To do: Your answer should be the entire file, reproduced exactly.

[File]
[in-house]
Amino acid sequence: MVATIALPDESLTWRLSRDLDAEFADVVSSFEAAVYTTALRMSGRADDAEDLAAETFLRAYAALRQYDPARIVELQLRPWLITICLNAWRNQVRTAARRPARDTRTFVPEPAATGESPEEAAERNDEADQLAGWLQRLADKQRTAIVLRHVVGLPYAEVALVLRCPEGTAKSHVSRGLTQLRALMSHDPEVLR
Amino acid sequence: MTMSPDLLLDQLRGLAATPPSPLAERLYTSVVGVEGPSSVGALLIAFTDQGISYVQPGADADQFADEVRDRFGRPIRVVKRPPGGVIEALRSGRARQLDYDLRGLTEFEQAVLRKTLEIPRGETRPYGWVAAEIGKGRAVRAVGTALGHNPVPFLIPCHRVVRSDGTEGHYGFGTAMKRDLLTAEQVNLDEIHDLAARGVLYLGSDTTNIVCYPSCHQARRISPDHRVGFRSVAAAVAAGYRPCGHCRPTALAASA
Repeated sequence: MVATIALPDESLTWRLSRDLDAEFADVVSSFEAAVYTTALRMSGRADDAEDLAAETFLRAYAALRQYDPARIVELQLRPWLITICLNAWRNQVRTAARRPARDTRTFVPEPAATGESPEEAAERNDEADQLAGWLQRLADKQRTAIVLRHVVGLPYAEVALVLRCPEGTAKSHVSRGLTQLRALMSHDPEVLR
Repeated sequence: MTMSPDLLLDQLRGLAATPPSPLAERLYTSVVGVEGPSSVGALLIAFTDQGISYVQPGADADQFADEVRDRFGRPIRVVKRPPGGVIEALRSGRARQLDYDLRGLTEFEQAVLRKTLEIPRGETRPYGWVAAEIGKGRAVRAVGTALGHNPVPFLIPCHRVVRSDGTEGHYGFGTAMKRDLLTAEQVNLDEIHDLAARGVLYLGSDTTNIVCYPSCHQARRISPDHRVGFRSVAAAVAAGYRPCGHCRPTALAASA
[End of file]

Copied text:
[in-house]
Amino acid sequence: MVATIALPDESLTWRLSRDLDAEFADVVSSFEAAVYTTALRMSGRADDAEDLAAETFLRAYAALRQYDPARIVELQLRPWLITICLNAWRNQVRTAARRPARDTRTFVPEPAATGESPEEAAERNDEADQLAGWLQRLADKQRTAIVLRHVVGLPYAEVALVLRCPEGTAKSHVSRGLTQLRALMSHDPEVLR
Amino acid sequence: MTMSPDLLLDQLRGLAATPPSPLAERLYTSVVGVEGPSSVGALLIAFTDQGISYVQPGADADQFADEVRDRFGRPIRVVKRPPGGVIEALRSGRARQLDYDLRGLTEFEQAVLRKTLEIPRGETRPYGWVAAEIGKGRAVRAVGTALGHNPVPFLIPCHRVVRSDGTEGHYGFGTAMKRDLLTAEQVNLDEIHDLAARGVLYLGSDTTNIVCYPSCHQARRISPDHRVGFRSVAAAVAAGYRPCGHCRPTALAASA
Repeated sequence: MVATIALPDESLTWRLSRDLDAEFADVVSSFEAAVYTTALRMSGRADDAEDLAAETFLRAYAALRQYDPARIVELQLRPWLITICLNAWRNQVRTAARRPARDTRTFVPEPAATGESPEEAAERNDEADQLAGWLQRLADKQRTAIVLRHVVGLPYAEVALVLRCPEGTAKSHVSRGLTQLRALMSHDPEVLR
Repeated sequence: MTMSPDLLLDQLRGLAATPPSPLAERLYTSVVGVEGPSSVGALLIAFTDQGISYVQPGADADQFADEVRDRFGRPIRVVKRPPGGVIEALRSGRARQLDYDLRGLTEFEQAVLRKTLEIPRGETRPYGWVAAEIGKGRAVRAVGTALGHNPVPFLIPCHRVVRSDGTEGHYGFGTAMKRDLLTAEQVNLDEIHDLAARGVLYLGSDTTNIVCYPSCHQARRISPDHRVGFRSVAAAVAAGYRPCGHCRPTALAASA